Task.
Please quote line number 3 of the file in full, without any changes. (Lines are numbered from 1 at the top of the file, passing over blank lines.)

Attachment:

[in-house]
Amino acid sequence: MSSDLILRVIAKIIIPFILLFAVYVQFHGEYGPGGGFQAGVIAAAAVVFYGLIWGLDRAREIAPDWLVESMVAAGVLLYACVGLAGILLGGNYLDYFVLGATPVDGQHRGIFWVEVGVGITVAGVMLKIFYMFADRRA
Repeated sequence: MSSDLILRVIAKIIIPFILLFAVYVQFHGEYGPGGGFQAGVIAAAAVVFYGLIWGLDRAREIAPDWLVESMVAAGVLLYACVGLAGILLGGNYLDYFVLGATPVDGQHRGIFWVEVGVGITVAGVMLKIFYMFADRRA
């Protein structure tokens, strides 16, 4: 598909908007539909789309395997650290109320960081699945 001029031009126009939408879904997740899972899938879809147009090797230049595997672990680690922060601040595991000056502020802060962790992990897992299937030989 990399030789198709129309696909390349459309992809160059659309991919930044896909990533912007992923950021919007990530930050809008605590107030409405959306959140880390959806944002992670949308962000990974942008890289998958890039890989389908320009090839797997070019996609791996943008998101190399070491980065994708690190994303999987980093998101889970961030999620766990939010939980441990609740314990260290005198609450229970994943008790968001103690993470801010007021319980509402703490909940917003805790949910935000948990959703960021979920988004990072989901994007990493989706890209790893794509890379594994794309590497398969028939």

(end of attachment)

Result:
Repeated sequence: MSSDLILRVIAKIIIPFILLFAVYVQFHGEYGPGGGFQAGVIAAAAVVFYGLIWGLDRAREIAPDWLVESMVAAGVLLYACVGLAGILLGGNYLDYFVLGATPVDGQHRGIFWVEVGVGITVAGVMLKIFYMFADRRA